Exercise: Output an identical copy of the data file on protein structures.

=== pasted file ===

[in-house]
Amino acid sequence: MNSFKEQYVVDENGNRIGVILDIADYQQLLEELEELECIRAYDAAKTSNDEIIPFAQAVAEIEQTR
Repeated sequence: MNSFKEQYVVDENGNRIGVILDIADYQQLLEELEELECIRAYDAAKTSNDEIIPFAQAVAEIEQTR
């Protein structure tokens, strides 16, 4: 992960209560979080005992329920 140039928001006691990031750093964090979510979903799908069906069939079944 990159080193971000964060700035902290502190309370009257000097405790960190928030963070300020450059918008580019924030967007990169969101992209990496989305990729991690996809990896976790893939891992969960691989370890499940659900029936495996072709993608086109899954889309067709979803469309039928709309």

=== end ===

[in-house]
Amino acid sequence: MNSFKEQYVVDENGNRIGVILDIADYQQLLEELEELECIRAYDAAKTSNDEIIPFAQAVAEIEQTR
Repeated sequence: MNSFKEQYVVDENGNRIGVILDIADYQQLLEELEELECIRAYDAAKTSNDEIIPFAQAVAEIEQTR
């Protein structure tokens, strides 16, 4: 992960209560979080005992329920 140039928001006691990031750093964090979510979903799908069906069939079944 990159080193971000964060700035902290502190309370009257000097405790960190928030963070300020450059918008580019924030967007990169969101992209990496989305990729991690996809990896976790893939891992969960691989370890499940659900029936495996072709993608086109899954889309067709979803469309039928709309």